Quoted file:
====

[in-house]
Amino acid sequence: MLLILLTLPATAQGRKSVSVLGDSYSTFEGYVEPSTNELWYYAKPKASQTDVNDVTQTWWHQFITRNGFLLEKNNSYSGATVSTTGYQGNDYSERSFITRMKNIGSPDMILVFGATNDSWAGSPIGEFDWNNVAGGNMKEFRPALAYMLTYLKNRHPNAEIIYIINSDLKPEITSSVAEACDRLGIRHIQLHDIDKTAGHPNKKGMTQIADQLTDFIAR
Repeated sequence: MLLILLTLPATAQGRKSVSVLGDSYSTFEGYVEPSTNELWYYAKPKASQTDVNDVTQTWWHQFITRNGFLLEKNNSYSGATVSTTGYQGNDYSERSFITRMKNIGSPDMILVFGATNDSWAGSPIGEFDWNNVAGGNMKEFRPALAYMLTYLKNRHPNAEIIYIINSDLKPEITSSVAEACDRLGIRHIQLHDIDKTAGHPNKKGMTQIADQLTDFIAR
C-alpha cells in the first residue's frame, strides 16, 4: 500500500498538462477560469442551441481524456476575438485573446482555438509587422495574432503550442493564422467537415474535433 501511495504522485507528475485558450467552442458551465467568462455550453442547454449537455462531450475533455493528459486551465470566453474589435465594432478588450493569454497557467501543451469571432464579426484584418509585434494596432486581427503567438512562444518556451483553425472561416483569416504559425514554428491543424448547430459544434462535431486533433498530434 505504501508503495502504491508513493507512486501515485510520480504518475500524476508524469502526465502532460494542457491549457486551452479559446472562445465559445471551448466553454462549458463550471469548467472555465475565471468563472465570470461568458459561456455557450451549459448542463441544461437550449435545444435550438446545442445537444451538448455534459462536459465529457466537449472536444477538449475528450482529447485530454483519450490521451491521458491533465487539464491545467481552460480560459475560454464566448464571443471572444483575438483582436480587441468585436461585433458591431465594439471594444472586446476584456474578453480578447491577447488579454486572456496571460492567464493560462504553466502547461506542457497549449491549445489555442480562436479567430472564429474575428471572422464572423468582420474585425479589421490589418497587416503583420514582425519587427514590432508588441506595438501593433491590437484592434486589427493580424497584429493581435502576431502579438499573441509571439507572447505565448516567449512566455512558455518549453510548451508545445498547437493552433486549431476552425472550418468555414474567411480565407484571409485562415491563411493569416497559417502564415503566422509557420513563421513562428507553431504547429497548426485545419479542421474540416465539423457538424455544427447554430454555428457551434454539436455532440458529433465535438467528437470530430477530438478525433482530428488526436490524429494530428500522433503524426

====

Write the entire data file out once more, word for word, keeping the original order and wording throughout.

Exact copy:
[in-house]
Amino acid sequence: MLLILLTLPATAQGRKSVSVLGDSYSTFEGYVEPSTNELWYYAKPKASQTDVNDVTQTWWHQFITRNGFLLEKNNSYSGATVSTTGYQGNDYSERSFITRMKNIGSPDMILVFGATNDSWAGSPIGEFDWNNVAGGNMKEFRPALAYMLTYLKNRHPNAEIIYIINSDLKPEITSSVAEACDRLGIRHIQLHDIDKTAGHPNKKGMTQIADQLTDFIAR
Repeated sequence: MLLILLTLPATAQGRKSVSVLGDSYSTFEGYVEPSTNELWYYAKPKASQTDVNDVTQTWWHQFITRNGFLLEKNNSYSGATVSTTGYQGNDYSERSFITRMKNIGSPDMILVFGATNDSWAGSPIGEFDWNNVAGGNMKEFRPALAYMLTYLKNRHPNAEIIYIINSDLKPEITSSVAEACDRLGIRHIQLHDIDKTAGHPNKKGMTQIADQLTDFIAR
C-alpha cells in the first residue's frame, strides 16, 4: 500500500498538462477560469442551441481524456476575438485573446482555438509587422495574432503550442493564422467537415474535433 501511495504522485507528475485558450467552442458551465467568462455550453442547454449537455462531450475533455493528459486551465470566453474589435465594432478588450493569454497557467501543451469571432464579426484584418509585434494596432486581427503567438512562444518556451483553425472561416483569416504559425514554428491543424448547430459544434462535431486533433498530434 505504501508503495502504491508513493507512486501515485510520480504518475500524476508524469502526465502532460494542457491549457486551452479559446472562445465559445471551448466553454462549458463550471469548467472555465475565471468563472465570470461568458459561456455557450451549459448542463441544461437550449435545444435550438446545442445537444451538448455534459462536459465529457466537449472536444477538449475528450482529447485530454483519450490521451491521458491533465487539464491545467481552460480560459475560454464566448464571443471572444483575438483582436480587441468585436461585433458591431465594439471594444472586446476584456474578453480578447491577447488579454486572456496571460492567464493560462504553466502547461506542457497549449491549445489555442480562436479567430472564429474575428471572422464572423468582420474585425479589421490589418497587416503583420514582425519587427514590432508588441506595438501593433491590437484592434486589427493580424497584429493581435502576431502579438499573441509571439507572447505565448516567449512566455512558455518549453510548451508545445498547437493552433486549431476552425472550418468555414474567411480565407484571409485562415491563411493569416497559417502564415503566422509557420513563421513562428507553431504547429497548426485545419479542421474540416465539423457538424455544427447554430454555428457551434454539436455532440458529433465535438467528437470530430477530438478525433482530428488526436490524429494530428500522433503524426